7. What is something you refuse to spend money on and why? 

Credit card interest. For both the business and personal cards, I pay the balance 100% at the end of the month. No excuses and no exceptions.

8. What is next for you? 

We’ve found a small level of success with our latest game, CasinoRPG, so the next step is to take that to the next level and double the team by the end of 2015. This is the next step required to make all of my future goals possible.

Keep up with GoldFire by following James on Twitter!

The $45 Billion Baby

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Some of you may have heard about the birth of Facebook Founder Mark Zuckerberg’s daughter Max. This is his and his wife Pricilla Chan’s first child.

Some of you may have also heard that upon Max’s birth, Mark and his wife pledged to give away 99% of their Facebook shares during their lifetime (currently valued at about $45 billion). Yes, $45 billion, not million.

As expected, there has been a lot of buzz on social media regarding this topic. Unfortunately, much of it coming from negative feedback.

But how can people be upset about someone giving away most of their money to charitable causes? Isn’t that what we want to see billionaires do? No comment.

Below is what you need to know about the pledge so you can be smarter and more informed than most.

-Much of the uproar comes from Mark and Pricilla deciding to create an LLC instead of a charitable foundation for these shares that they plan on giving away. An LLC, short for Limited Liability Corporation, is a common business structure used in the U.S.

This structure provides several benefits as far as control and flexibility. An LLC also provides access to investing the way Mark and his wife feel most comfortable with and allows them to also distribute money the way they want.

On the flip side, traditional foundations can’t invest in for-profit businesses nor can they give money to political causes.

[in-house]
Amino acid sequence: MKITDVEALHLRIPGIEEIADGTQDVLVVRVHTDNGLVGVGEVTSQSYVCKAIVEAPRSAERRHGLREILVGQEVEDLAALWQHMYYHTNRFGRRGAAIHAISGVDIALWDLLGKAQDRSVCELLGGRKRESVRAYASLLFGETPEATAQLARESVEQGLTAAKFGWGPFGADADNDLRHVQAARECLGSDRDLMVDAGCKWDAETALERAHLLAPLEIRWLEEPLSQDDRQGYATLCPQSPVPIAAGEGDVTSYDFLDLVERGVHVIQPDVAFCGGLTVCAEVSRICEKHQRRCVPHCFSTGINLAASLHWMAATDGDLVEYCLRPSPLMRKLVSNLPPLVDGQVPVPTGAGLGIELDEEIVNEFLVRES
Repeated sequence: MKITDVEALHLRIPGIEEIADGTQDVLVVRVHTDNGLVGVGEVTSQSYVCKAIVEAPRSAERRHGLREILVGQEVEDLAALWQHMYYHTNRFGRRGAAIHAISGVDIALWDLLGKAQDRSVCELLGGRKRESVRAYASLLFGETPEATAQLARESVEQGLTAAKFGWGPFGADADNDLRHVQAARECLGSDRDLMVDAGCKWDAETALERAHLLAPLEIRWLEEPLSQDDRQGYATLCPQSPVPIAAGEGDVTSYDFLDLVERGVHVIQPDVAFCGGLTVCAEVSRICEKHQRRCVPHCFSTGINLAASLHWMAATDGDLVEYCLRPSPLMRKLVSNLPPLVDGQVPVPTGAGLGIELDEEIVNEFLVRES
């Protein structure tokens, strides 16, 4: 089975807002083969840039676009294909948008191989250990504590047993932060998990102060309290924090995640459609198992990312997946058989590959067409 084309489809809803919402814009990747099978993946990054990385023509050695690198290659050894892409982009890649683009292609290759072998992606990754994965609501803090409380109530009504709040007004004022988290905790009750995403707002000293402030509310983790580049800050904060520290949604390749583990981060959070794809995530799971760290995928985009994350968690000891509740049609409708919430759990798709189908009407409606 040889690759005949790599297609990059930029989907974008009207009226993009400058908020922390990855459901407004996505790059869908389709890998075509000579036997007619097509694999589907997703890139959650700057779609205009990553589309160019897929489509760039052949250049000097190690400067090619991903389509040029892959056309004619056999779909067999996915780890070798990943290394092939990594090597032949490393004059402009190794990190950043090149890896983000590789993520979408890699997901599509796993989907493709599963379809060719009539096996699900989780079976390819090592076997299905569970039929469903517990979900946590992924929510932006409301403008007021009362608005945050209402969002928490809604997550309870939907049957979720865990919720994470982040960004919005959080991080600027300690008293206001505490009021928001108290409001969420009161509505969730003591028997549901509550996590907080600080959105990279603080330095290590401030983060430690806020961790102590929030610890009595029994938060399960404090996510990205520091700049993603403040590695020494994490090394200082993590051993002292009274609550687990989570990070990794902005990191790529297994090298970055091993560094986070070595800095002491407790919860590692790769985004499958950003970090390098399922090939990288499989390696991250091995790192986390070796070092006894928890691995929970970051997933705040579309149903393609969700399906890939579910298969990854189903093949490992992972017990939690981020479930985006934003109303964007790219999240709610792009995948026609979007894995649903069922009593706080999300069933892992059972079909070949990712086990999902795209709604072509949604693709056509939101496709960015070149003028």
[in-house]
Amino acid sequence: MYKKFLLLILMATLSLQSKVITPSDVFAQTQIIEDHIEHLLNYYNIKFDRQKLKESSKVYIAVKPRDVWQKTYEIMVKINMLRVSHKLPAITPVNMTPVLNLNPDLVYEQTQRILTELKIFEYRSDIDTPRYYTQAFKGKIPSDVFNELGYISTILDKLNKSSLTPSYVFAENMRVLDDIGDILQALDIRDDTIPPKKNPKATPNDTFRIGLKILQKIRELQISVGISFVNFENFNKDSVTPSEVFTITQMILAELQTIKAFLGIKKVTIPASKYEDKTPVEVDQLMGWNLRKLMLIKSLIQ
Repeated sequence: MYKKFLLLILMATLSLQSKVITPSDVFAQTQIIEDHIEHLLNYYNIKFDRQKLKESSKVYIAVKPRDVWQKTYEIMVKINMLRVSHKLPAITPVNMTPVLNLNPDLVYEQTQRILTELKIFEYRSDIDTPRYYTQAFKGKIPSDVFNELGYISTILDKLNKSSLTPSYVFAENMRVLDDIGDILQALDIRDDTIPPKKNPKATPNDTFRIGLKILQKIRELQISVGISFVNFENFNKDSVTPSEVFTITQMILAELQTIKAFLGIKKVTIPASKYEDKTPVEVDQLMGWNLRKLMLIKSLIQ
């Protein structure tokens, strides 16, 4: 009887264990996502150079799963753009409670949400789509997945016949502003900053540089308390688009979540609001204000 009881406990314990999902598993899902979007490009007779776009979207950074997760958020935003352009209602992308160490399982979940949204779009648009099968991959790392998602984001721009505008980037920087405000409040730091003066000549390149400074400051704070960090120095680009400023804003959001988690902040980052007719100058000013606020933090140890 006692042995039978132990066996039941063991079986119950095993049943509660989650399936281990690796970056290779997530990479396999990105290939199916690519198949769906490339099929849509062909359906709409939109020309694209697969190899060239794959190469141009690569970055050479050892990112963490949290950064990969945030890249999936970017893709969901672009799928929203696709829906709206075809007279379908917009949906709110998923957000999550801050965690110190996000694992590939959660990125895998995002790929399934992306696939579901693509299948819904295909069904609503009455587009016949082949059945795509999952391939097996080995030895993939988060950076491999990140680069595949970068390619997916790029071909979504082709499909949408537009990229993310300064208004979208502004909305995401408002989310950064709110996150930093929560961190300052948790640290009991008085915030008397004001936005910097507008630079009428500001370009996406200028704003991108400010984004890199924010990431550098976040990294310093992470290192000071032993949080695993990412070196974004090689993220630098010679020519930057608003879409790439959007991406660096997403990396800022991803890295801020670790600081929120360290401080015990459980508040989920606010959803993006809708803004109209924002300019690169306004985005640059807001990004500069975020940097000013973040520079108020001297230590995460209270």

Why don’t people like this? Traditionally, philanthropists have chosen to give away their fortunes through charitable foundations. Most people don’t know what those are, but since the Zuckerberg and Chan aren’t doing the same thing, people are choosing to be ignorant. Don’t be ignorant.

-Mark and Pricilla did NOT make a $45 billion donation.  Instead, they have pledged to give away 99% of their shares throughout their lifetime. This will be no more than $1 billion per year for the first few years and it is not clear how much it will be after that.

-Mark is NOT leaving Facebook and he is actually making sure that he holds the controlling votes. He wants to stick around for as long as he can as he is only 31.

-Many people think that they are doing this to avoid a giant tax bill. They actually DON’T get any true tax benefits by doing things this way.

-This is not the first. Mark and Pricilla have already given away a lot of money.

• $100 million to Newark public schools in 2010.

• $990 million to the Silicon Valley Community Foundation.

• $25 million to Ebola research in 2014.

They have made it clear that they want to give to causes that align with their mission.

The point is, regardless of how they are choosing to structure their pledge, they are doing what THEY want to do with the money that THEY have earned.

If Mark had chosen to do things that people were wanting him to do, such as graduating college instead of dropping out, not taking the risks of starting a company (most startups fail), and monetizing Facebook quicker than he did, he would not have started one of most revolutionary companies in the world.

He would also NOT have $45 billion to use for “personalized learning, curing disease, connecting people, and building strong communities.”

The lesson here-if you want to give $45 billion away in a different manner, go make $45 billion before you start suggesting how others should give away their money.

You can read Mark’s full letter to his daughter here.